You wrote great songs, recorded, mixed and mastered them. After all the hard work, your songs are ready to see the light of day. Now, it is time to prepare the cover of your album, EP or single. In this blog post, I would like to summarize the best practices to format the perfect cover art for your music:
1) Make sure you pick the right size for your cover art. Today, music is acquired or obtained from aggregators like CD Baby or Tunecore who assume the task of placing your music on hundreds of digital distribution sites, including iTunes and Amazon, etc. Most aggregators will require you to upload your cover art for a size between 1400×1400 pixels to 3000×3000 pixels maximum.
2) Always use JPG, JPEG, PNG or GIF formats when exporting. PDF usually does not work for cover art.
3) Keep the file size small. Anything that is more than 25mb will be unnecessarily huge and will create problems with processing the files.
4) Keep in mind that the album art should be copyright free. If you’re using a picture that was taken by someone else, make sure you clear the rights with them. Usually a good rule of thumb is to use royalty free pictures for any cover art. This will save you considerable time and effort by helping you avoid any claim issues and potential dangers such as your album/single being taken down.
5) Never use bad quality, pixelated pictures. People do judge a book by its cover and you don’t want to create a bad first impression for your music. Keep in mind, cover art is a huge part of listeners’ decision to purchase your album.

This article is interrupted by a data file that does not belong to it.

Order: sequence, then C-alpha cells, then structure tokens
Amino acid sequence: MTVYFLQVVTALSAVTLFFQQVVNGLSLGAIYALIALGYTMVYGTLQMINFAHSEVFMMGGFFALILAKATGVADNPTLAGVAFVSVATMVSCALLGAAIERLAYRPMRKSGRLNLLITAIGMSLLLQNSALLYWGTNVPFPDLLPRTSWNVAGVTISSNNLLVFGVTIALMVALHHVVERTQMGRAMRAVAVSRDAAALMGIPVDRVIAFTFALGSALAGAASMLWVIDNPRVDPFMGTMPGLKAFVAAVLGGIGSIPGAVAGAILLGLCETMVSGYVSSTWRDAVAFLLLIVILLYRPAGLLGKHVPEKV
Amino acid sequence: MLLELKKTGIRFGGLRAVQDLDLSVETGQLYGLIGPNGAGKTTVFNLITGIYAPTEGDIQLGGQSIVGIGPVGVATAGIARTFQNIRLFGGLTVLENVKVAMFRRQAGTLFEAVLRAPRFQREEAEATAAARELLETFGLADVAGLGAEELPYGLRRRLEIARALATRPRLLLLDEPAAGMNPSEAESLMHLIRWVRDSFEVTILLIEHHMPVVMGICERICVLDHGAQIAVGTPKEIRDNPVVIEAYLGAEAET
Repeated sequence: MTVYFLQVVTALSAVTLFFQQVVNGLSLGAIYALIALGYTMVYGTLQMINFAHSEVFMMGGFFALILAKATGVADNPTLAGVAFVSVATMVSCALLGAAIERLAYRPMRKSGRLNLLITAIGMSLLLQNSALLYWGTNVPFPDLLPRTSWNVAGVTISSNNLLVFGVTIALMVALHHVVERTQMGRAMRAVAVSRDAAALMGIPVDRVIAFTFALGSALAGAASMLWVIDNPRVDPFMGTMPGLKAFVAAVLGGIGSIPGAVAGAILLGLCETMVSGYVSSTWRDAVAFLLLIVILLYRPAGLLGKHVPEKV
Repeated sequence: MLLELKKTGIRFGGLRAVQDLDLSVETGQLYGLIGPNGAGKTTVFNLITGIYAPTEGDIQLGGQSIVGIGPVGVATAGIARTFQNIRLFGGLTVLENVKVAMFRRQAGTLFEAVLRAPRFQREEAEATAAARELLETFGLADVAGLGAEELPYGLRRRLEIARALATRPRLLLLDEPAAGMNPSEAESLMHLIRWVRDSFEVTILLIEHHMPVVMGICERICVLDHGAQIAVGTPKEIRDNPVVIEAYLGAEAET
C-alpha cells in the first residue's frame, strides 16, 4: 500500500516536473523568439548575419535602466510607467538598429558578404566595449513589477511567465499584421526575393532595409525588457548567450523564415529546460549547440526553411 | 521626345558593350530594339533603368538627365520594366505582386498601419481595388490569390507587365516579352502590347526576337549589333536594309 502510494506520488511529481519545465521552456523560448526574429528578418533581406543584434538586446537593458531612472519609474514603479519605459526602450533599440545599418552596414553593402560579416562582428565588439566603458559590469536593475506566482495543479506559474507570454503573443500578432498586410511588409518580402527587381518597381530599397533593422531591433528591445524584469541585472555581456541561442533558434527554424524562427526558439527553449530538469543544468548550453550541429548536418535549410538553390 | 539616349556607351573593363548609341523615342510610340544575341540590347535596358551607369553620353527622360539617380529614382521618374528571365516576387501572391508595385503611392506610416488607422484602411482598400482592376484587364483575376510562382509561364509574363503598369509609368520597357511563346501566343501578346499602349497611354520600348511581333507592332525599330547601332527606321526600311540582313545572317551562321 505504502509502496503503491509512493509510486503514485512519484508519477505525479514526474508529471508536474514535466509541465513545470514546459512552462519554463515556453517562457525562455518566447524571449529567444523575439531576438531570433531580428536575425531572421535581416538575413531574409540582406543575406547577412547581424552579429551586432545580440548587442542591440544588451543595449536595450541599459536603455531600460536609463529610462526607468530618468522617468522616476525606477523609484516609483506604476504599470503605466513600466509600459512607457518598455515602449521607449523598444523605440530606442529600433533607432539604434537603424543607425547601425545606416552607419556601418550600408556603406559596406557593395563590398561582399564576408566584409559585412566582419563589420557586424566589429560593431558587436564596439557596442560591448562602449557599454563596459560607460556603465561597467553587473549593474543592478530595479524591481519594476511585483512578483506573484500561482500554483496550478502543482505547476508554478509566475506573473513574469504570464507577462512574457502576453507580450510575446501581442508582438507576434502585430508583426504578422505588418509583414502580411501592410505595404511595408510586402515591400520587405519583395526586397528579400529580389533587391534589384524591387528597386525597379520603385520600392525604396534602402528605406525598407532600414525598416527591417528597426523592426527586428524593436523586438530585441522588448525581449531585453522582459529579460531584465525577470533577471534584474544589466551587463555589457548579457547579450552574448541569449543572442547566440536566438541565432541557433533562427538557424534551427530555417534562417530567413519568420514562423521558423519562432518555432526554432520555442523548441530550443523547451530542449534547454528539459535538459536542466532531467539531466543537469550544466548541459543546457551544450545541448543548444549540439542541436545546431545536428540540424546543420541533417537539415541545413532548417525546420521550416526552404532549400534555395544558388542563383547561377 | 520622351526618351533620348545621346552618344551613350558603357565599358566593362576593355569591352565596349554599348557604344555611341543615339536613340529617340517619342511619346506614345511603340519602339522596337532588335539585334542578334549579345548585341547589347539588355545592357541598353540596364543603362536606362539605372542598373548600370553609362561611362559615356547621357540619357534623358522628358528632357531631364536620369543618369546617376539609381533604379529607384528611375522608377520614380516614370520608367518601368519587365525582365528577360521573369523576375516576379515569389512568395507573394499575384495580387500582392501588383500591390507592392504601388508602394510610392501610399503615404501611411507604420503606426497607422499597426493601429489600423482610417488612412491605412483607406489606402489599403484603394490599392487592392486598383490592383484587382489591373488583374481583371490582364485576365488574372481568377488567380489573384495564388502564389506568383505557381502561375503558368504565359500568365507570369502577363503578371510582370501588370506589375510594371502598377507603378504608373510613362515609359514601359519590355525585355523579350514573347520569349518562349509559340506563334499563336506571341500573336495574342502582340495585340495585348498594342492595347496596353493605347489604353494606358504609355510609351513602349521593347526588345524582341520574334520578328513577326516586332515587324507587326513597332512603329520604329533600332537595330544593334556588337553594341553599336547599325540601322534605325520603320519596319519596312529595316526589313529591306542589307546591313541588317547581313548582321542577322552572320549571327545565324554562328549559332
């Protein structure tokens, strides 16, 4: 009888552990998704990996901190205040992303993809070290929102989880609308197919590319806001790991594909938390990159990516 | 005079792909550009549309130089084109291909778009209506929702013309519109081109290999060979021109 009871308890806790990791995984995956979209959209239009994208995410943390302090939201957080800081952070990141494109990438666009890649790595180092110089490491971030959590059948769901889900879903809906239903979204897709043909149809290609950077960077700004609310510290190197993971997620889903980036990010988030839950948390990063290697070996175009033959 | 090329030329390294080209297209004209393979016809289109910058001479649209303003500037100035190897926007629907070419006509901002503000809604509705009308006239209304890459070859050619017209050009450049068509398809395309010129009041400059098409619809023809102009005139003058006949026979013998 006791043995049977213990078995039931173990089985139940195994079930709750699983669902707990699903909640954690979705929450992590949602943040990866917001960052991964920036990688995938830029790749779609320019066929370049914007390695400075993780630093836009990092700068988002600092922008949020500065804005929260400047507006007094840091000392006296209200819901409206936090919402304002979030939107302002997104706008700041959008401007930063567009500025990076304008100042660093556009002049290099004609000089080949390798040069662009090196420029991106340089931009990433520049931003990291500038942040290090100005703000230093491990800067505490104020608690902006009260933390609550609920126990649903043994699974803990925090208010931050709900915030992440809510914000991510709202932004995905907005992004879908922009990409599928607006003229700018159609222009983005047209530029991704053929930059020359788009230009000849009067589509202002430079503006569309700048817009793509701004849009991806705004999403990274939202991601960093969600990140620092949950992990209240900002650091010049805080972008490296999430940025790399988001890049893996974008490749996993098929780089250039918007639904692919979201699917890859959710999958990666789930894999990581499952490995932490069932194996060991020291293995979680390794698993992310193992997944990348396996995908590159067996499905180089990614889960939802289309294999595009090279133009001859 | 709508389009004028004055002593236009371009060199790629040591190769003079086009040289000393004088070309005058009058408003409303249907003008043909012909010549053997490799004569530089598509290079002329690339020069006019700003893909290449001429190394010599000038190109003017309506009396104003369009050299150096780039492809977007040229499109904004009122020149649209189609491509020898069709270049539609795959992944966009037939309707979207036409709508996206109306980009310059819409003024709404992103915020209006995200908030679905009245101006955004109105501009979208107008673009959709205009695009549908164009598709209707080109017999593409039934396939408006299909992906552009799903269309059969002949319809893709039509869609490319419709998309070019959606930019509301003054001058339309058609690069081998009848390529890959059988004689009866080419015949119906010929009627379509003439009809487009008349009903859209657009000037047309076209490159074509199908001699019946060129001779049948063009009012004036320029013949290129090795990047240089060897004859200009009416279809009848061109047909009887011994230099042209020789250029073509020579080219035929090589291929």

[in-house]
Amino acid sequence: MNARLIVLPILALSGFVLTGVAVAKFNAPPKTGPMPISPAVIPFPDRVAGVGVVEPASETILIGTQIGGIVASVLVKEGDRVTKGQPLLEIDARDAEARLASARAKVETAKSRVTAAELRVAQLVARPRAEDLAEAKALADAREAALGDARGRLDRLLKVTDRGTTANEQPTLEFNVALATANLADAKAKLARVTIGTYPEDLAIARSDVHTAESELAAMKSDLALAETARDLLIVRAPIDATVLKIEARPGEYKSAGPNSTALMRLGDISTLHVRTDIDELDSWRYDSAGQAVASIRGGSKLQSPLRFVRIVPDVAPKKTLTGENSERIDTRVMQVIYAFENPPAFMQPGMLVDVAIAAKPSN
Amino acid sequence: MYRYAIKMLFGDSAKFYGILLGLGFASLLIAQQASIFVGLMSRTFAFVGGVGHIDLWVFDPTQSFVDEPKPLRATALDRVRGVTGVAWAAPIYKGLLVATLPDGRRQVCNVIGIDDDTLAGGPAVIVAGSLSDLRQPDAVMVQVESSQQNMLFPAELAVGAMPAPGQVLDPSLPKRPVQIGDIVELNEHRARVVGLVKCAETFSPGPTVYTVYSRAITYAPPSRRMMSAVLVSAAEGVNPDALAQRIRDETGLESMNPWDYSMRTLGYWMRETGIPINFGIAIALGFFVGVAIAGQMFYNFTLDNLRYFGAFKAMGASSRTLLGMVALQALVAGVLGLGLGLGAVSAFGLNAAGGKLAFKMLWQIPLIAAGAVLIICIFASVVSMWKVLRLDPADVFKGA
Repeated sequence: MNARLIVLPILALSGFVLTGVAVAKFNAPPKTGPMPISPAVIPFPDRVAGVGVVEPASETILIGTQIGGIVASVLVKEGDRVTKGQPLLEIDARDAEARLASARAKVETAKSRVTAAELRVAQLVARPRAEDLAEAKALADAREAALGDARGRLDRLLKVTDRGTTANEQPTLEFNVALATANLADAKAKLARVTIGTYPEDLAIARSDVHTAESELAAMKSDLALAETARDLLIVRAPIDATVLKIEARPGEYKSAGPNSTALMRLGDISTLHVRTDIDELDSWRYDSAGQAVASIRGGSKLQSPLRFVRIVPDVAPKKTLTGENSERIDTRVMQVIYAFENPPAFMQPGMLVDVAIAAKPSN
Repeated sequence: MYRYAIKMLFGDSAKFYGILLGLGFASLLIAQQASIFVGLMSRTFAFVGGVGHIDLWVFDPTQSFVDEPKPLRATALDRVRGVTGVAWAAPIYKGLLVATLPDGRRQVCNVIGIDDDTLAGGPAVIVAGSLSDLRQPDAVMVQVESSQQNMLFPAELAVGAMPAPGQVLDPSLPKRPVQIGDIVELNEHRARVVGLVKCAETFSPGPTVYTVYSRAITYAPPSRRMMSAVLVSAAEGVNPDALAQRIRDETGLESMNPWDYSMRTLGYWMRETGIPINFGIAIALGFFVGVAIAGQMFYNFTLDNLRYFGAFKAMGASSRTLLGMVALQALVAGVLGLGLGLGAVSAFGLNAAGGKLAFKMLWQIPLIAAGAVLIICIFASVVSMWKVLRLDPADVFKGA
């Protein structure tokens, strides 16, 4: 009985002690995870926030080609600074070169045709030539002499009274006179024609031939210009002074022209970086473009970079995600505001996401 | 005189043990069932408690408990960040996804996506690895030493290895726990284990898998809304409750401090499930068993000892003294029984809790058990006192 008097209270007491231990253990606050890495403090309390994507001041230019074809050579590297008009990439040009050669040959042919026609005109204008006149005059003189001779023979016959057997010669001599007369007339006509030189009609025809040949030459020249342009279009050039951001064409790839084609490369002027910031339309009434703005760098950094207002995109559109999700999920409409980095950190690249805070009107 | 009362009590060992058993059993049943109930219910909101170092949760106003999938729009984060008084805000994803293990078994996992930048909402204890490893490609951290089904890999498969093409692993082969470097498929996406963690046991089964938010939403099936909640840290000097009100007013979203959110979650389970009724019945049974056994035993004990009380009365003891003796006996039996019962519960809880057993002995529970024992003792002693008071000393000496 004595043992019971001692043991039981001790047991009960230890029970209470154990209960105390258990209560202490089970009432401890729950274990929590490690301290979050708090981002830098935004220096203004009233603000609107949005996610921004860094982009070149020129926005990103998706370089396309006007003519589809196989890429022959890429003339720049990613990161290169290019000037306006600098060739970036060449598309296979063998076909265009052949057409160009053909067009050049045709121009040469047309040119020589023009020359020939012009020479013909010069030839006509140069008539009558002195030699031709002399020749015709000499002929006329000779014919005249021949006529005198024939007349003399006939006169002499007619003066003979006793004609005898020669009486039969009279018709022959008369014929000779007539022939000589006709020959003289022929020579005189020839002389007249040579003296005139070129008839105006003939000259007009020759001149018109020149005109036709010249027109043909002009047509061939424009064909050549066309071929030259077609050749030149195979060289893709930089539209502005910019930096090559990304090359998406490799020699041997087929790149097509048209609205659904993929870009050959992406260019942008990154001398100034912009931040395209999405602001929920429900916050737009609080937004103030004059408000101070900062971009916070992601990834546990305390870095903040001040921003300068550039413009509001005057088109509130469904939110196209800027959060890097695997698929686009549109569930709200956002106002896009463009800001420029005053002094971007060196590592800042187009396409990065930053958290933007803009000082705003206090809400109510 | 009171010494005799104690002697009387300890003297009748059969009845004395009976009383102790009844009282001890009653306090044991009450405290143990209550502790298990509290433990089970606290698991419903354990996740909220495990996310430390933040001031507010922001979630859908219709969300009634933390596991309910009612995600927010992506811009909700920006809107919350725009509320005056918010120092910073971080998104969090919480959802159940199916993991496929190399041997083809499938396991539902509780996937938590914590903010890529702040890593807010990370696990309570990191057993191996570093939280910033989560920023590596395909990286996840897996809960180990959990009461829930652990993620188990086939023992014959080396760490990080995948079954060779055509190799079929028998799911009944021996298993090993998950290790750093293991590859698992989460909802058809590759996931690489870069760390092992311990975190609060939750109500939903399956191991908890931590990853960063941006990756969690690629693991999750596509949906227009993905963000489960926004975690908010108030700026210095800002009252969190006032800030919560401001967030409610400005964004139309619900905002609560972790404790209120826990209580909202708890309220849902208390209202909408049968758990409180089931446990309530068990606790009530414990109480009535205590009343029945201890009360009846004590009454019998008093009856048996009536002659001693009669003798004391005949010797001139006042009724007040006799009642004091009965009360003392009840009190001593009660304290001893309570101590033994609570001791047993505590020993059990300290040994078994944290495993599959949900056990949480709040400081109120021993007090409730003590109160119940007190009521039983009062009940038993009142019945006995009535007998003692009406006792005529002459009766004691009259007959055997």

6) Do not overshare. Avoid using social media icons, UPC code or your contact information on the cover. Most aggregators like CDBaby or TuneCore will not let you upload your cover art with this information anyway.
7) Always have the artist name and title match the cover, or vice versa. This is especially important when you have collaborations with other artists, such as featured vocalists. Everything must be on the cover as it shows up on Spotify or iTunes.
8) Please do not use anything suggesting that your release is a physical or digital product, such as “CD,” “DVD,” “Digital Exclusive”. By that token, also please do not use anything saying “iTunes” or referencing a digital store name or logo. Doing this would make your product like
physical or digital sale exclusive, which would be a disadvantage when you would like to release it on different formats in the future.
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Alper Tuzcu is a Berklee College of Music and Denison University alumni, and a Boston based guitarist, songwriter and producer. His new EP ‘Lines’ was released on November 2017 and his debut eclectic album ‘Between 12 Waters’ featuring 8 different vocalists is available on Spotify. In addition to being a musician, he regularly teaches workshops and masterclasses internationally. You can follow him on Instagram or Twitter, and for more information you can visit his website www.alpertuzcu.com